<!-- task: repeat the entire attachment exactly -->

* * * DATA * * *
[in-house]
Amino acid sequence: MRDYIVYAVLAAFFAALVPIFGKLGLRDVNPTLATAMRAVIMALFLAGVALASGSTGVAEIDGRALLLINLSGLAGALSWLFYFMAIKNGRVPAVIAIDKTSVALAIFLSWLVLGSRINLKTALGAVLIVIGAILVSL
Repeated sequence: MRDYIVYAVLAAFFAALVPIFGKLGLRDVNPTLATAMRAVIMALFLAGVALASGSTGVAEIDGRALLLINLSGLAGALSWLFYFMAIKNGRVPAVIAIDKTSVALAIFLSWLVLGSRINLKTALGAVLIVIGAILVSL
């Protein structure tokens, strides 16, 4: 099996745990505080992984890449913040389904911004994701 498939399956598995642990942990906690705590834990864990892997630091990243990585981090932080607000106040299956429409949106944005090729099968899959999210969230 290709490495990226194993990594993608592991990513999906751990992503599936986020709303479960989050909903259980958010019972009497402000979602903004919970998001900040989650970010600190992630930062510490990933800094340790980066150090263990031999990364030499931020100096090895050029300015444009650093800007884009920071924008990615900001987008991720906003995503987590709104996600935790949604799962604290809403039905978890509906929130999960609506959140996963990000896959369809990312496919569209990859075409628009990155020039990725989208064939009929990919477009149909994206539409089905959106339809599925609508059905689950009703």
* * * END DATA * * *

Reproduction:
[in-house]
Amino acid sequence: MRDYIVYAVLAAFFAALVPIFGKLGLRDVNPTLATAMRAVIMALFLAGVALASGSTGVAEIDGRALLLINLSGLAGALSWLFYFMAIKNGRVPAVIAIDKTSVALAIFLSWLVLGSRINLKTALGAVLIVIGAILVSL
Repeated sequence: MRDYIVYAVLAAFFAALVPIFGKLGLRDVNPTLATAMRAVIMALFLAGVALASGSTGVAEIDGRALLLINLSGLAGALSWLFYFMAIKNGRVPAVIAIDKTSVALAIFLSWLVLGSRINLKTALGAVLIVIGAILVSL
């Protein structure tokens, strides 16, 4: 099996745990505080992984890449913040389904911004994701 498939399956598995642990942990906690705590834990864990892997630091990243990585981090932080607000106040299956429409949106944005090729099968899959999210969230 290709490495990226194993990594993608592991990513999906751990992503599936986020709303479960989050909903259980958010019972009497402000979602903004919970998001900040989650970010600190992630930062510490990933800094340790980066150090263990031999990364030499931020100096090895050029300015444009650093800007884009920071924008990615900001987008991720906003995503987590709104996600935790949604799962604290809403039905978890509906929130999960609506959140996963990000896959369809990312496919569209990859075409628009990155020039990725989208064939009929990919477009149909994206539409089905959106339809599925609508059905689950009703």